are excellent. The women's staff
edits a page each day, covering
campus social and feminine activ-
ities.
* * *
THE DAILY'S business staff,
runs its own training program for
students interested in practical
training in advertising, layout, de-
sign, circulatio nand business pro-
cedure.
After a training period, new
business staffers will begin "chas-
ing" advertisements from local
merchants. This staff offers ex-
cellent chances to learn business
operations whether or not the stu-
dent is interested in newspapers.

1 __

HOME OF THE DAILY, MICHIGANENSIAN AND GARGOYLE
Daily Begins 60th Year of Publication

1

r

The Michigan Daily begins its
60th year of continuous self-sup-'
porting publication this fall as
one of the outstanding college
daily newspapers in the country.
"The latest deadline in the
state" tradition is carried on by
over 200 students in the news and
editorial, sports, women's, and
business staffs. The Student Pub-
lications Building, home of The
Daily, was built from the paper's
funds in 1931.
ASSOCIATED PRESS wire ser-
vice assures Daily reader s of full
international and national news
and complete coverage of campus
and city news keeps students in-
formed on local happenings.
Recent addition of a photo
engraving machine affords The
Daily's nearly 8,000 readers
clear, accurate and speedy pho-
tography.
Interested students including
eligible second semester freshmen
can join The Daily Try-out staff
+ and learn proofreading, headline
writing and the essentials of news-
writing.
AFTER A SEMESTER on the
Try-out staff, the next step is the
Sophomore staff where regular
news beats are checked and fur-
ther experience in newswriting is
gained.
Each year promotions are
made to the Junior staff with
seven night editors appointed,
each responsible for one night's
edition of The Daily. Following
a year on the Junior staff, ap-
pointments are made to the
Senior staff which includes the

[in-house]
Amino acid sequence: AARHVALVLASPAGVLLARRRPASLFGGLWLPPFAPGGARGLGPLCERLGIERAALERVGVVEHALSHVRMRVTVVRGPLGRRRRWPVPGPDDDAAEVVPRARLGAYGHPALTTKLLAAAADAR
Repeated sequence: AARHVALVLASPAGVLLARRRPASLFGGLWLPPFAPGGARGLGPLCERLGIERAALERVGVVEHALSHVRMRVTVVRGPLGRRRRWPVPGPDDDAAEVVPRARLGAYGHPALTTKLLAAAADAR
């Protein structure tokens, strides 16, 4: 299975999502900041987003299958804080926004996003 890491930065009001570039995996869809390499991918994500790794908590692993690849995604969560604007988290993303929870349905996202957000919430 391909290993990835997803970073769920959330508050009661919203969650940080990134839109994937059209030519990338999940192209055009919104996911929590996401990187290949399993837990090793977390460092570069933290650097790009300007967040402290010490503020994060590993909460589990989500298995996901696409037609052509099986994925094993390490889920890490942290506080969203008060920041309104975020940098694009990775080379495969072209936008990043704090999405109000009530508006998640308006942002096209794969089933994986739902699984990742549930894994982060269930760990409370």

Managing Editor, City Editor,

students on The Daily Business
staff which handles all advertis-
ing and business affairs of the
newspaper.
* * *
THE WOMEN'S STAFF keeps
the campus posted on current so-
cial events and the Sports staff
maintains a thorough coverage of
University athletic events both in
Ann Arbor and out-of-town.
The Daily is under thensuper-
vision of the Board in Control

of Student Publications with
the sponsorship of the Univer-
sity. All questions of policy and
publication have been tradi-
tionally left entirely to the all-
student editorial staff.
Letters to the Editor are one
of the most widely read features
of The Daily Any student may
address a letter to the Editor, not
to exceed 300 words, and present
his views ona current problem or
controversy.

* - *

A

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®'I!

Fifty-Ninth Year
Edited and managed by students of the University, of.Michigan,
under the authority of the Board in Control of Student Publications.
Member of The Associated Press
The Associated Press is exclusively entitled to the use for republication of
all news dispatches credited to it or otherwise credited to this newspaper. All
rights of republication of all other matters herein are also reserved.
Entered at the Post Office at Ann Arbor, Mich., as second class mail matter.

Try our
STUDENT BUNDLE
THIS SERVICE gives you Shirts, Hand-
kerchiefs, and Wool Sox beautifully fin-
ished. All other wearing apparel washed
sparkling clean, fluff dried, and folded